No longer able to support themselves financially, the family instead sought to place their boys as apprentices to various professions. From 1881 to 1883 Wells had an unhappy apprenticeship as a draper at the Southsea Drapery Emporium. His experiences were later used as inspiration for his novels The Wheels of Chance and Kipps, which describe the life of a draper's apprentice and serve as a critique of the world's distribution of wealth.
In 1883, Wells's employer dismissed him, claiming to be dissatisfied with him. The young man was reportedly not displeased with this ending to his apprenticeship. Later that year, he became an assistant teacher at Midhurst Grammar School, in West Sussex, until he won a scholarship to the Normal School of Science in London, studying biology under T. H. Huxley. As an alumnus, he later helped to set up the Royal College of Science Association, of which he became the first president in 1909. Wells studied in his new school until 1887 with an allowance of 21 shillings a week thanks to his scholarship.
He soon entered the Debating Society of the school. These years mark the beginning of his interest in a possible reformation of society. At first approaching the subject through studying The Republic by Plato, he soon turned to contemporary ideas of socialism as expressed by the recently-formed Fabian Society dedicated to socialism, and free lectures delivered at Kelmscott House, the home of William Morris. He was also among the founders of The Science School Journal, a school magazine that allowed him to express his views on literature and society. The school year 1886-1887 was the last year of his studies. Having previously successfully passed his exams in both biology and physics, his lack of interest in geology resulted in his failure to pass and the loss of his scholarship.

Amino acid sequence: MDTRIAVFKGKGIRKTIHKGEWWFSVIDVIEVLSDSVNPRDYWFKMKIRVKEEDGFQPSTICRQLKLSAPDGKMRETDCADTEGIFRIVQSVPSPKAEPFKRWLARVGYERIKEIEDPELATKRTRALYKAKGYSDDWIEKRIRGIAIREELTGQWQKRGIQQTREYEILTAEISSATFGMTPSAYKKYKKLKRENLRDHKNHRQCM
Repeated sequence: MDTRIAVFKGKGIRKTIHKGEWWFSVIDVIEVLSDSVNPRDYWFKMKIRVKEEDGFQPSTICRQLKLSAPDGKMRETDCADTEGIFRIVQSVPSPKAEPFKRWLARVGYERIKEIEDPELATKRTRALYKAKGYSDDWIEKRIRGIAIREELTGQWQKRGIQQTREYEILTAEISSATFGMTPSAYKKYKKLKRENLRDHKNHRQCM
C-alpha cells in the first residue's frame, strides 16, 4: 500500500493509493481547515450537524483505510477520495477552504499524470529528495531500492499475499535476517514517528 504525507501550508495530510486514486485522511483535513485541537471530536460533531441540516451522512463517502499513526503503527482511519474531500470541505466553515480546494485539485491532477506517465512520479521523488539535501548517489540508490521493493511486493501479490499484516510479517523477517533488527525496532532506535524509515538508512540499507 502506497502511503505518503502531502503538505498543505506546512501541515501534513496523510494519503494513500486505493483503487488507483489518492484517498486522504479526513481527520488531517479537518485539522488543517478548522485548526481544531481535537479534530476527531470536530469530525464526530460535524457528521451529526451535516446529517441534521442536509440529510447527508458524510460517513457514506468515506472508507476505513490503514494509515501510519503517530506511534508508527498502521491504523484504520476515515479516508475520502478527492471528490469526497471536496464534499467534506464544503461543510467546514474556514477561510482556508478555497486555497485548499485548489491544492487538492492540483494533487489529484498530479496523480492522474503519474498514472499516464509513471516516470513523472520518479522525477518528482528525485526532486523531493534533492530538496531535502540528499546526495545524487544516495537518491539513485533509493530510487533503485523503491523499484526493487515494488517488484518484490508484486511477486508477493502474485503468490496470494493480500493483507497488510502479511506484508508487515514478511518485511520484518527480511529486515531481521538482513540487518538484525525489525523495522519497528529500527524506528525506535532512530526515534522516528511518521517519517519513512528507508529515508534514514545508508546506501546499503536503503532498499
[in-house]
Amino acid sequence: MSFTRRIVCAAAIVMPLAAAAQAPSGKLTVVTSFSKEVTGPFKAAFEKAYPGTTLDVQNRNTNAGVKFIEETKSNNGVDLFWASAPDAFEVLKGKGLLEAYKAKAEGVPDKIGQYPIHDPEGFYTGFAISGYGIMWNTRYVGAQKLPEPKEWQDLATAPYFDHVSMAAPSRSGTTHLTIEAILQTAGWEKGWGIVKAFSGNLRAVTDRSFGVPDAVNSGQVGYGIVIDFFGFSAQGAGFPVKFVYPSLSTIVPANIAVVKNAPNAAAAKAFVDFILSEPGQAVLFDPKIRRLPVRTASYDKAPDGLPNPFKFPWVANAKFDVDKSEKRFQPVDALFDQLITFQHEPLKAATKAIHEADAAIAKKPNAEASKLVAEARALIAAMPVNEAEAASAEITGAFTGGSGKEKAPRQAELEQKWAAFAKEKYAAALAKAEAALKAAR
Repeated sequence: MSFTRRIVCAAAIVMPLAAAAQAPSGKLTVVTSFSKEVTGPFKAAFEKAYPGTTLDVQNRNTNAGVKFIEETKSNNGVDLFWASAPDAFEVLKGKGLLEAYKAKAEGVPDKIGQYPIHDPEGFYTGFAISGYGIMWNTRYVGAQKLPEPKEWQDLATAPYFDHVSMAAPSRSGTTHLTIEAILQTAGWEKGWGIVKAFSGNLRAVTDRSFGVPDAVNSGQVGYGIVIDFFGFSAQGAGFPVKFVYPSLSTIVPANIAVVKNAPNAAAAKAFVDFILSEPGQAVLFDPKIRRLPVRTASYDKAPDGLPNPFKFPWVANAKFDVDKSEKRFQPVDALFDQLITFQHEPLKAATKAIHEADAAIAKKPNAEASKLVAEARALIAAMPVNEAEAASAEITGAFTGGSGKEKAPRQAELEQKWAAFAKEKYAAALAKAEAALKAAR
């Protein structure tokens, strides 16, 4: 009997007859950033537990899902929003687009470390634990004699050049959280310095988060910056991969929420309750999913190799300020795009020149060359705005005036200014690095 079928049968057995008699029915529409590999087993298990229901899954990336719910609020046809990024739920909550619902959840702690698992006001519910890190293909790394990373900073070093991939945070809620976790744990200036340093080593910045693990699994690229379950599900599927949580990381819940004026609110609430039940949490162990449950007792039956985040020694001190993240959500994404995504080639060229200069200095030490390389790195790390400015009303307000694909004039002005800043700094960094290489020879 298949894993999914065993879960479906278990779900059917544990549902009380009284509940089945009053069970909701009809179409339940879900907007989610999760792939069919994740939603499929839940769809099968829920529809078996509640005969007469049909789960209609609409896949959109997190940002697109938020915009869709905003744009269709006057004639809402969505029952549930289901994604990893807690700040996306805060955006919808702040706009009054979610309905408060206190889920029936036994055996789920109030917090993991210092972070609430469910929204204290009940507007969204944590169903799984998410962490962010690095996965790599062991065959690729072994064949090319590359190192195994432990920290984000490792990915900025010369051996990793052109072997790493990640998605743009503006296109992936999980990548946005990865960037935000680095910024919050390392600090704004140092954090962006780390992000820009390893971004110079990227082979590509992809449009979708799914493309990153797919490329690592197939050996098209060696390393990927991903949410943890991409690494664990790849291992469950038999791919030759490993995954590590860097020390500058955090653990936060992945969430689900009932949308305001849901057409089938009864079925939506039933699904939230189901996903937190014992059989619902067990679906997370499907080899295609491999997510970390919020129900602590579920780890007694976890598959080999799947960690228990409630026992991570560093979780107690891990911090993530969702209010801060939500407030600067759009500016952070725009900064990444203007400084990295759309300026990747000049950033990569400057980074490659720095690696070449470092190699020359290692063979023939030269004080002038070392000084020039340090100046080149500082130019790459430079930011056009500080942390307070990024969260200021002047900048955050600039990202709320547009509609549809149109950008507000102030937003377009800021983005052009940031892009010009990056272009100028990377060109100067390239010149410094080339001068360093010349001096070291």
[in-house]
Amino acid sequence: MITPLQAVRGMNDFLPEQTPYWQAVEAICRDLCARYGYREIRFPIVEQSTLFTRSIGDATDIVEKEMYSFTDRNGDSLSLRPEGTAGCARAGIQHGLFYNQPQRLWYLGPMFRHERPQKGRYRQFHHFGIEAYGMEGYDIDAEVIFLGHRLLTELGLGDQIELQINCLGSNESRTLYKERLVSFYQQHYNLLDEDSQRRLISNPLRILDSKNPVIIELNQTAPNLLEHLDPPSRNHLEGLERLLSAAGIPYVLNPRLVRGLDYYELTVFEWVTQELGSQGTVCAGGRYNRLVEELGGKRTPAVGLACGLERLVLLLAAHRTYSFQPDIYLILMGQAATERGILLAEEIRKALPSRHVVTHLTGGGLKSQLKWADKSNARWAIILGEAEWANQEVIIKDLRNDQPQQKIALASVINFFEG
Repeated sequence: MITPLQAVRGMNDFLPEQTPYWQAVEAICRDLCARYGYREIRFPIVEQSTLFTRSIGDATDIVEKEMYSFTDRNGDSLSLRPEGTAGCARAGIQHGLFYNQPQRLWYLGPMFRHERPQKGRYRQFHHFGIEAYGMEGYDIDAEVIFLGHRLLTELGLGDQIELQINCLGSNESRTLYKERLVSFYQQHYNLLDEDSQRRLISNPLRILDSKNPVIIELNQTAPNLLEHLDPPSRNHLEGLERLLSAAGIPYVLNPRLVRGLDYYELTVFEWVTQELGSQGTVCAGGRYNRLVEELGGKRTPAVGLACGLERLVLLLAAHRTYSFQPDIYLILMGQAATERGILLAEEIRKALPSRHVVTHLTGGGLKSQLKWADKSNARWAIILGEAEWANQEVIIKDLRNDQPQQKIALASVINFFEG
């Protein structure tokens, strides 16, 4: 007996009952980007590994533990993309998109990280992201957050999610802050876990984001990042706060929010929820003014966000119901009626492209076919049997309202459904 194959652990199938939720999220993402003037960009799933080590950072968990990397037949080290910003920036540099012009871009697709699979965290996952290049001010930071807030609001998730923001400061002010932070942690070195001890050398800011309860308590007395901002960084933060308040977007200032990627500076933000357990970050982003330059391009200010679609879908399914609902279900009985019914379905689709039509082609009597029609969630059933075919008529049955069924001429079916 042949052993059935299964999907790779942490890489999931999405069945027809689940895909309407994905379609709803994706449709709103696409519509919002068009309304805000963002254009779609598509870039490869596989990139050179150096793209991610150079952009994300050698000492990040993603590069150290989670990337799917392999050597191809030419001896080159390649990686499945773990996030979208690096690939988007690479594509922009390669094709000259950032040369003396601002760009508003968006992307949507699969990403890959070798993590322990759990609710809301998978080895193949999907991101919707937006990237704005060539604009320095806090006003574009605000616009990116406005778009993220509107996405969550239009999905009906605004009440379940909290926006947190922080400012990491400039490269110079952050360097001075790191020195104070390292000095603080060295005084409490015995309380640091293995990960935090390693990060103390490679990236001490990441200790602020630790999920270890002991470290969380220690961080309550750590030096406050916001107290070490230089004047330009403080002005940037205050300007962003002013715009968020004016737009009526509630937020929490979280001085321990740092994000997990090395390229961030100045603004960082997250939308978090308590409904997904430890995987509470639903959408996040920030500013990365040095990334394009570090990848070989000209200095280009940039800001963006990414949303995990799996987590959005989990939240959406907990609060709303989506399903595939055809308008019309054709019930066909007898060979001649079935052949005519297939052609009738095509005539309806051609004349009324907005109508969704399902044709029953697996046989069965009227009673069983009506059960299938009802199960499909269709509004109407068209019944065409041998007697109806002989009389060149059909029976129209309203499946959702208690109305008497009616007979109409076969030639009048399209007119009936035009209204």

In 1891 Wells married his cousin Isabel Mary Wells, who divorced him when she discovered the nature of his affair with one of his students, Amy Catherine Robbins, whom he married in 1895. He had two sons by Amy: George Philip in 1901 and Frank Richard in 1903.
Wells the writer
Wells' first bestseller was Anticipations (1901). When originally serialized in a magazine it was subtitled, "An Experiment in Prophecy," and it is still considered his most explicitly futuristic work. Anticipating what the world would be like in the year 2000, the book is interesting both for its accurate predictions — trains and cars resulting in the dispersion of population; moral restrictions declining as men and women seek greater sexual liberation; the defeat of German militarism, and the existence of a European Union — as well as for its less-than-accurate musings.